1. Anonymous9:33 PM

      It's like you didn't even read Noah's piece, or are intentionally a parody of what not to do.

  3. Anonymous10:35 AM

    Hey Noah,

    You write:

    "Now here’s a more unsettling question: What happens if too many people diversify too much? Markets aren’t just supposed to reduce risk -- they are also supposed to process information, and send capital to the companies that will use it for the most productive purposes."

    Do stock markets send capital to companies? If so, how? When I buy shares, my money goes to the previous owner of the shares, not the company.

    What about bond markets?


    1. Stock markets have some indirect effects on investment. Anticipation of future stock values affects the amount companies can raise in an IPO. Also, if your valuation gets too low you run the risk of being bought by Mitt Romney and then having to pay off the loans he took out to get the money to buy you, which makes it harder to invest, so it's better for your company if investors drive up your stock price.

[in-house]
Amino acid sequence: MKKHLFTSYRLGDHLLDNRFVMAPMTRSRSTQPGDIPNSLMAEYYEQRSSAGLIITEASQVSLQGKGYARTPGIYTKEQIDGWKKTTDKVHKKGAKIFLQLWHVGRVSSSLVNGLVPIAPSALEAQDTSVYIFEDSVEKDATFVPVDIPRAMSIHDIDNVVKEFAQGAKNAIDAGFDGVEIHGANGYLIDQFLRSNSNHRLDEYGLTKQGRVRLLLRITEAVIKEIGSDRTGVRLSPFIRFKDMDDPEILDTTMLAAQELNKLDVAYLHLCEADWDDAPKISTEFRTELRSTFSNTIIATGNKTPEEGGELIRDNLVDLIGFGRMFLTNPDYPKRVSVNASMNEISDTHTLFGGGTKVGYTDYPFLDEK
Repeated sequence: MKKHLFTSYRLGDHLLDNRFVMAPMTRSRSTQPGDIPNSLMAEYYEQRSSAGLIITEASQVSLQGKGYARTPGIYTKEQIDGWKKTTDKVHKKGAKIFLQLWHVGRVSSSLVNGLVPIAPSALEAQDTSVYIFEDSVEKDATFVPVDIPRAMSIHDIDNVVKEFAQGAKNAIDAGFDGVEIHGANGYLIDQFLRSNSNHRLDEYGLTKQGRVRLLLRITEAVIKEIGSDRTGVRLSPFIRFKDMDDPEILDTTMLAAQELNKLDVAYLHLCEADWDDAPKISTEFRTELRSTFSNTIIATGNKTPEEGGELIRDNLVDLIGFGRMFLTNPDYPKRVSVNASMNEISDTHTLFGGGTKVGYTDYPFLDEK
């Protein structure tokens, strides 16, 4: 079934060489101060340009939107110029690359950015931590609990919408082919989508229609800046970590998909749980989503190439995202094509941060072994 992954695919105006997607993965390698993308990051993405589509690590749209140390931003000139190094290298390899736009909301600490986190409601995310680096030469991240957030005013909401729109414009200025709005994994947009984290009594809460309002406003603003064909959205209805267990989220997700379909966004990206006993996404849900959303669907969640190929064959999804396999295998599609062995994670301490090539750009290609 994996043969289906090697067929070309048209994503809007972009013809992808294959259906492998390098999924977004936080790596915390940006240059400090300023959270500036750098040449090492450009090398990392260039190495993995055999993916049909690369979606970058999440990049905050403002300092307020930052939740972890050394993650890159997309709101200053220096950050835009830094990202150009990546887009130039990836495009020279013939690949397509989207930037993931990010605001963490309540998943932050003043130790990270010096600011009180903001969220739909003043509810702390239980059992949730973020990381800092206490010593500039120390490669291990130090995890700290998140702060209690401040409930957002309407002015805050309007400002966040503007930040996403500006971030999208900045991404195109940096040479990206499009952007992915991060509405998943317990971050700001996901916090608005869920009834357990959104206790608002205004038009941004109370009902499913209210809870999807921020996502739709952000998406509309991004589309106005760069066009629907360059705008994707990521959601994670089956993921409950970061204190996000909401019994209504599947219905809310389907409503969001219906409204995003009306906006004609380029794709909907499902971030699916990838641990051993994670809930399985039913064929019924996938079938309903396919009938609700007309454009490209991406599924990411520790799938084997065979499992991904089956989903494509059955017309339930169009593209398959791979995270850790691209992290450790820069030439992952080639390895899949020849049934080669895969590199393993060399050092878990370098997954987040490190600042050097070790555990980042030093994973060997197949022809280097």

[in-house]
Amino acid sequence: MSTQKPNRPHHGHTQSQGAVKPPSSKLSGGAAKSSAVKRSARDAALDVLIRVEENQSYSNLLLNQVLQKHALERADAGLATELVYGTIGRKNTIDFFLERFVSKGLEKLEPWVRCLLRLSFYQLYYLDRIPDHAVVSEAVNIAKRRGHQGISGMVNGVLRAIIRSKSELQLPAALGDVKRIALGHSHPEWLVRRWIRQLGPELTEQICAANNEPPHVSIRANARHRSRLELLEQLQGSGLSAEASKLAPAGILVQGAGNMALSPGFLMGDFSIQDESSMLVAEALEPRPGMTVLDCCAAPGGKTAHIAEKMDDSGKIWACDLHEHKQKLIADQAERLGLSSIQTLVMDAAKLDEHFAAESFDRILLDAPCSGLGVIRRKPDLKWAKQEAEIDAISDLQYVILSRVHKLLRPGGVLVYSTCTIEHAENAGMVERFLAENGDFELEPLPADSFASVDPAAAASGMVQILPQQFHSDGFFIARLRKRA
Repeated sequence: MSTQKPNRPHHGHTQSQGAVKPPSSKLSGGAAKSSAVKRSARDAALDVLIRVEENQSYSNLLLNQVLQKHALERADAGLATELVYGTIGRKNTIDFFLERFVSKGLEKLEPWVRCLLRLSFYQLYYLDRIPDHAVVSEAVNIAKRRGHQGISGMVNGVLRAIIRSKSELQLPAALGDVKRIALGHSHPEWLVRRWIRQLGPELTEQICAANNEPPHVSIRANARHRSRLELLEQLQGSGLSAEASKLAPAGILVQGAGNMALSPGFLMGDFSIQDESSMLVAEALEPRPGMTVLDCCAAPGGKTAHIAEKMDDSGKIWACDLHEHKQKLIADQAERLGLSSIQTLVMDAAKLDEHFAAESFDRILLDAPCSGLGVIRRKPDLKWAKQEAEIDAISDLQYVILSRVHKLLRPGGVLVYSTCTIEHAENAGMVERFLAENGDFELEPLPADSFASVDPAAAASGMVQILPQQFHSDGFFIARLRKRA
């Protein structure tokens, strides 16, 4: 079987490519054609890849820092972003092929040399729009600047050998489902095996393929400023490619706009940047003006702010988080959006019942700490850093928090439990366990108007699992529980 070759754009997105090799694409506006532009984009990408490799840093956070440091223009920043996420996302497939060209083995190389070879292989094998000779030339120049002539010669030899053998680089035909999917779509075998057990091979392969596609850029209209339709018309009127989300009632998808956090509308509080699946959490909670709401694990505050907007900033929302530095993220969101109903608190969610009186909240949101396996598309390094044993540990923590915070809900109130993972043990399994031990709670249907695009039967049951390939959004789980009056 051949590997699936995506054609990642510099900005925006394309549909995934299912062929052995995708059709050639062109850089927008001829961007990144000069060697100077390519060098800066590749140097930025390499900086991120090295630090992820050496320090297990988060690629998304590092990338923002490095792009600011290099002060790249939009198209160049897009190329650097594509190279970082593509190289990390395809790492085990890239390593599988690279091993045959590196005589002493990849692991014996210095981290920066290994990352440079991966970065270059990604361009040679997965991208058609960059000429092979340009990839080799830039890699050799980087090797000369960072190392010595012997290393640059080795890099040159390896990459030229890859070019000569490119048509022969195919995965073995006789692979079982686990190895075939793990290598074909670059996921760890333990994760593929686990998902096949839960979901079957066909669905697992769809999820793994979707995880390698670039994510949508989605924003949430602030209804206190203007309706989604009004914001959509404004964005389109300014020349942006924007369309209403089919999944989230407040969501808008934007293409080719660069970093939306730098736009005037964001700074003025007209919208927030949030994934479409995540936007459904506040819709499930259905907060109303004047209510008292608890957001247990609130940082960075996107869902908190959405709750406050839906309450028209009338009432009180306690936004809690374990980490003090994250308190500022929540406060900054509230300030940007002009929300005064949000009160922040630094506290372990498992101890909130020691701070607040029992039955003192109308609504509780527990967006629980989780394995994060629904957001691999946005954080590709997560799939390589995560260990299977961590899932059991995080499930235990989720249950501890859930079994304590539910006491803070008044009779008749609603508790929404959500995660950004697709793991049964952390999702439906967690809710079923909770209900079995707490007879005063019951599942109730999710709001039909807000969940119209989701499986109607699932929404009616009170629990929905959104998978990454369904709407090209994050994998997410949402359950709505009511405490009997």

4. Without my having done the numbers myself I understand that the S&P 500 is heavily weighted towards finance and that global indexes are heavy on finance (e.g. Canada) and telephone companies.

    If the generally available indexes are top heavy in a few sectors, are there better ways to diversify?

  5. There's also the problem of not having all that much money to invest.

    You could buy an index fund, but odds are you will get socked for all sorts of fees, being a small investor. It's not as if you can choose who manages your 401k. Outside your 401k, you could try to roll your own diverse portfolio, but you'd get eaten by transaction costs, and it was worse in the good old days when odd lot trading was expensive. If you a retail investor, you probably have a lot fewer options.

    Then there is the problem of having a small buffer.

    Suppose you have managed to save a fair bit of money and have invested it wisely, then the market goes down 30%. If you have a lot of money, you just wait until it goes back up. If you don't, you are probably going to have to pull your money out of the market for a new roof, a new car, a college education, a medical emergency or to get by between jobs, as 30% down turns are rarely associated with robust job markets.

    I agree that most people are crappy investors, but if you gave me a billion dollars, I would have to do some serious screwing up to hot have enough to retire on, while if I have $50,000, I could lose it all quite easily.

  6. I've criticized some of your other posts, but I have to say that I pretty much agree with you this time.